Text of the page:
Mit Virgin Galactic 2021 nach den Sternen greifen

Reaching for the stars in 2021 with virgin galactic

Reaching for the stars is set to soon become a reality for many people. With the initiatives of Virgin Galactic and Virgin Orbit fast taking flight, there have been some delays to progress, but not enough to steer the mission of space tourism too far off course.

a slow start to inter-stellar missions

In December of 2020, Virgin Galactic was set to carry out a milestone test flight of its rocket-powered, space tourism vehicle. Intended to be the first crewed flight of the reusable Unity, it was going to take off from Virgin Galactic’s purpose-built commercial spaceport in New Mexico in the United States of America. 

As the first of three final demonstration flights before the commercial space-tourism service begins, the final flight will passenger none other than Sir Richard Branson himself - as he tests the service that he has been working towards for over fifteen years. The scheduled missions would have former NASA astronaut, Fredrick W. “CJ” Sturckow, with Galactic Chief Test Pilot, Dave Mackay, aboard to run checks on all operating procedures.

With a slowing of plans due to the current COVID-19 crisis, it has been a longer road to get to this point than initially anticipated. Limited numbers of staff were able to work on the endeavours - both at the base in New Mexico and at Virgin Galactic’s manufactory in California - due to the impacts of the pandemic. However, a slowing of pace may also be seen as one of the better things to come from the notorious year that 2020 was.

Photo via Virgin Galactic

"when it comes to space, you're not in a race with anyone. You're in a race to be safe."

Will Whitehorn, the president of the UK Space Industry Group commented on this momentous point in space tourism. “This is going to be a very safe and low-cost system. Developing it has been ground-breaking and it hasn't been easy. But when it comes to space, you're not in a race with anyone. You're in a race to be safe." Such sentiments follow on from a fatal accident in 2014, after which various elements were redesigned after a formal investigation.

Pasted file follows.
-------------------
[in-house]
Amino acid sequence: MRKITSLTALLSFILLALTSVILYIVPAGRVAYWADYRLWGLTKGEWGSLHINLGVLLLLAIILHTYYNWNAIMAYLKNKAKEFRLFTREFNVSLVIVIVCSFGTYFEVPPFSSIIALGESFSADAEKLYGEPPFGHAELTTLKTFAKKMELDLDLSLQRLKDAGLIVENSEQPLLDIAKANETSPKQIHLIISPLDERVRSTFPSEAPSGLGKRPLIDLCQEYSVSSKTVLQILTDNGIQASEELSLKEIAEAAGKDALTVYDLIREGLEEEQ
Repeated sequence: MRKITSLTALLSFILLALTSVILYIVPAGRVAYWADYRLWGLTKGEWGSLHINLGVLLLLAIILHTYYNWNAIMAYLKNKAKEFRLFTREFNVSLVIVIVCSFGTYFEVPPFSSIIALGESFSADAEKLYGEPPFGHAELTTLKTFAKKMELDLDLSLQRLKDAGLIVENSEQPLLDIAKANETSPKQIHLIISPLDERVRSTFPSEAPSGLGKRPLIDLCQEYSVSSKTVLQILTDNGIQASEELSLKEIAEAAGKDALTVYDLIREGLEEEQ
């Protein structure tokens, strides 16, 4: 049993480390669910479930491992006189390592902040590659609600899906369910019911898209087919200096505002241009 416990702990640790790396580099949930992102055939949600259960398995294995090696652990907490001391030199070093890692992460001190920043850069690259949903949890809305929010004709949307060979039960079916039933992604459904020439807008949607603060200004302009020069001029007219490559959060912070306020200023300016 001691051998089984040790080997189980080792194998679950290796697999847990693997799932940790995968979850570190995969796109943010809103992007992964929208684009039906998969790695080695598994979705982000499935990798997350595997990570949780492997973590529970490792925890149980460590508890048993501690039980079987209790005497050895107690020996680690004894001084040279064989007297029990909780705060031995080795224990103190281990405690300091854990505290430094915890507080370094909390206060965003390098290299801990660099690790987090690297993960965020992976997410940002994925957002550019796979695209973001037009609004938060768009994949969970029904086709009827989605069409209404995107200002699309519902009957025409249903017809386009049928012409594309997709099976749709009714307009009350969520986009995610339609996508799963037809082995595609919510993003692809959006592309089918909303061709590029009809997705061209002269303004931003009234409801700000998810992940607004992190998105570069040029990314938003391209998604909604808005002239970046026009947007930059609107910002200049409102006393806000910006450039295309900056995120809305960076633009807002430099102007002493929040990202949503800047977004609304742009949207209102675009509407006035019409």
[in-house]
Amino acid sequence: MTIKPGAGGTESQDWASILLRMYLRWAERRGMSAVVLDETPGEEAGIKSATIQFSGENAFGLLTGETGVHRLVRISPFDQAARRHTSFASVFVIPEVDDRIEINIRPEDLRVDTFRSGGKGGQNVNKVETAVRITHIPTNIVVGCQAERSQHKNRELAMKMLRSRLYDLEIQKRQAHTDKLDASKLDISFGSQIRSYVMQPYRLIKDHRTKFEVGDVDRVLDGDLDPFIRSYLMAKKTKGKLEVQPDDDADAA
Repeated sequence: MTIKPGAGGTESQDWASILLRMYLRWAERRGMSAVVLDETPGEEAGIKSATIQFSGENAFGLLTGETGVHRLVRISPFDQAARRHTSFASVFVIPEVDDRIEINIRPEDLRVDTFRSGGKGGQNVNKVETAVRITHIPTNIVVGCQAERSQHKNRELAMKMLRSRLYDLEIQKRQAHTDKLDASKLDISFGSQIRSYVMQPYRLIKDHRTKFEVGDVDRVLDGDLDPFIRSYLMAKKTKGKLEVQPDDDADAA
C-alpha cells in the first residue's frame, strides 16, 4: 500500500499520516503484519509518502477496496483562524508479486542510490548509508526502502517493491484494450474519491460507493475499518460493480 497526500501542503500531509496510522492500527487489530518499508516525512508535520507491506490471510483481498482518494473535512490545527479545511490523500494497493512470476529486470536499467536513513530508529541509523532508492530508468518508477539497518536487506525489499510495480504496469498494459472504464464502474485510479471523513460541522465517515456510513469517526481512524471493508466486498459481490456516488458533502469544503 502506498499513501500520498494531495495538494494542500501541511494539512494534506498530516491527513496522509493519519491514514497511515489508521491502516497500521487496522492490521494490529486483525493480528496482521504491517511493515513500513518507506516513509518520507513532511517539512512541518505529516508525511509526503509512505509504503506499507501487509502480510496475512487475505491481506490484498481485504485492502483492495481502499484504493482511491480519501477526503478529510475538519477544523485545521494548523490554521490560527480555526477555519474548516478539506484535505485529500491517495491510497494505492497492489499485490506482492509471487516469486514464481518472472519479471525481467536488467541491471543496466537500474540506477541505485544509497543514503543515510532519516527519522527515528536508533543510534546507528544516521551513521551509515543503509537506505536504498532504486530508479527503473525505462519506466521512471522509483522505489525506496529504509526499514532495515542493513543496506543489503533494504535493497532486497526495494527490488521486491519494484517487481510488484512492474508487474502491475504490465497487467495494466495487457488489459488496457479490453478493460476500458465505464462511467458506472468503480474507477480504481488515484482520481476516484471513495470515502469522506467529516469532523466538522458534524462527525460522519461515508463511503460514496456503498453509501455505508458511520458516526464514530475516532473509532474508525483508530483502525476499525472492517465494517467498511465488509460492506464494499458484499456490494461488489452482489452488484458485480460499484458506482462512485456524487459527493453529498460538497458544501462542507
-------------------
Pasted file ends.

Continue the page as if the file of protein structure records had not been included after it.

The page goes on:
Beyond space tourism, Virgin’s initiatives will also service astronauts in training.This is an advancement from the current training facilities available for astronauts - which are limited to simulations. Such simulations take place in environments such as swimming pools and planes that dive out of the sky mimicking, as best possible, the sensations of reductions in gravity for some time. As well as the science and tourism that are set to benefit from this, the invaluable training that astronauts will be able to receive is set to become a crucial component of the space revolution. 

Photo via Virgin Galactic

The initiative already has over 600 paying customers, including the likes of Leonardo DiCaprio and Justin Bieber, who are booked to take flight. Wearing technical knit-material space suits manufactured by Under Armour, the suit is extremely light-weight and requires no stitching to ensure the perfect fit into the astronaut’s seat. Donned in this space kit, the space travellers will be strapped into their seats in the specifically designed cabin - one which is iconically groundbreaking, and the first of its kind.

Photo via Virgin Galactic

Virgin Orbit is set to reach space this weekend for the first time, after already suffering two delays. Completion was supposed to take place at the launch on January 13, but this was changed following a review of the mission.

The launch has now been scheduled during a four-hour window between 6pm and 2pm GMT (10am and 2pm PST) on Sunday, January 17. This will be the second attempt to reach orbit with the air-launched LauncherOne rocket.

Should everything go smoothly, Cosmic Girl, Virgin Orbit’s carrier plane will take off from the Mojave Air and Space Port with LauncherOne tucked beneath one of its wings. 

When an altitude of 35,000 feet (10,700 meters) is reached, the rocket will drop free of Cosmic Girl and proceed into orbit. 

Photo via Virgin Galactic

Our success is determined by our sustainable growth within the fashion industry. We supply our customers with quality eco-fashion pieces, ensuring that each garment can be kept and restored to last a lifetime. In light of this, our New Year’s Resolutions for 2021 do not sway exorbitantly from our core values and actions that are already underway.

The progress of the mission can be followed via Virgin Orbit’s Twitter feed, which shared on Tuesday, 12th January 2021, that “Our Launch Readiness Review is complete, our hardware looks great, and our customers are ready. We're following through on the last actions identified at our LRR. Our launch is now targeted for NET [no earlier than] Sunday, Jan. 17, with additional windows in January if needed.”

Knit -material takes flight

Photo via Virgin Galactic

This exciting evolution is the next small step towards the giant leap of space tourism. Should all go according to plan, there are estimates that there will be space tourism flights happening within the year - with knit-material space suits leading the way as the textile of choice. 



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